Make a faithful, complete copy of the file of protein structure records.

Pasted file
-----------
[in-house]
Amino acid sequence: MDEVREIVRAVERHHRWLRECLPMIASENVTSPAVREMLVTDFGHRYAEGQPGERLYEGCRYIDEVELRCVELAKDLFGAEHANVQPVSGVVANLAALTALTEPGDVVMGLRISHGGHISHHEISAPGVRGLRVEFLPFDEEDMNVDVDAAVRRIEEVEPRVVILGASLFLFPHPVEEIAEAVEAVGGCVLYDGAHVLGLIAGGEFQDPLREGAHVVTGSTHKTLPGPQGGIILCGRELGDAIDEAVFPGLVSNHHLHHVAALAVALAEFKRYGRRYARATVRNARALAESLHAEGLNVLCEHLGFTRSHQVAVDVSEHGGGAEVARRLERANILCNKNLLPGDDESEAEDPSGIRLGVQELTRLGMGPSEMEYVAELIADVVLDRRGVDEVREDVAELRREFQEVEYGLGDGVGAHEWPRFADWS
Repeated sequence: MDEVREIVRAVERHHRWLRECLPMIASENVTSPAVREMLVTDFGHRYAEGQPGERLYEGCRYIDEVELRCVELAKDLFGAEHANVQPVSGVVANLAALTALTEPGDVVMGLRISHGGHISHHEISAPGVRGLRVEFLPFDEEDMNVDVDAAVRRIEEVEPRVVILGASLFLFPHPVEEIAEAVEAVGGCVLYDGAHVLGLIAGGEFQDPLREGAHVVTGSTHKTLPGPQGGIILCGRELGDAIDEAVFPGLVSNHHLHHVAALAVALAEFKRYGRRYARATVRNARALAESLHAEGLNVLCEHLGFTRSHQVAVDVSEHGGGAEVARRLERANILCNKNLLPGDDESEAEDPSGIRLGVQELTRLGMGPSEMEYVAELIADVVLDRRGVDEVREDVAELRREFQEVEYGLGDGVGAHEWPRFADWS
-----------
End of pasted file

[in-house]
Amino acid sequence: MDEVREIVRAVERHHRWLRECLPMIASENVTSPAVREMLVTDFGHRYAEGQPGERLYEGCRYIDEVELRCVELAKDLFGAEHANVQPVSGVVANLAALTALTEPGDVVMGLRISHGGHISHHEISAPGVRGLRVEFLPFDEEDMNVDVDAAVRRIEEVEPRVVILGASLFLFPHPVEEIAEAVEAVGGCVLYDGAHVLGLIAGGEFQDPLREGAHVVTGSTHKTLPGPQGGIILCGRELGDAIDEAVFPGLVSNHHLHHVAALAVALAEFKRYGRRYARATVRNARALAESLHAEGLNVLCEHLGFTRSHQVAVDVSEHGGGAEVARRLERANILCNKNLLPGDDESEAEDPSGIRLGVQELTRLGMGPSEMEYVAELIADVVLDRRGVDEVREDVAELRREFQEVEYGLGDGVGAHEWPRFADWS
Repeated sequence: MDEVREIVRAVERHHRWLRECLPMIASENVTSPAVREMLVTDFGHRYAEGQPGERLYEGCRYIDEVELRCVELAKDLFGAEHANVQPVSGVVANLAALTALTEPGDVVMGLRISHGGHISHHEISAPGVRGLRVEFLPFDEEDMNVDVDAAVRRIEEVEPRVVILGASLFLFPHPVEEIAEAVEAVGGCVLYDGAHVLGLIAGGEFQDPLREGAHVVTGSTHKTLPGPQGGIILCGRELGDAIDEAVFPGLVSNHHLHHVAALAVALAEFKRYGRRYARATVRNARALAESLHAEGLNVLCEHLGFTRSHQVAVDVSEHGGGAEVARRLERANILCNKNLLPGDDESEAEDPSGIRLGVQELTRLGMGPSEMEYVAELIADVVLDRRGVDEVREDVAELRREFQEVEYGLGDGVGAHEWPRFADWS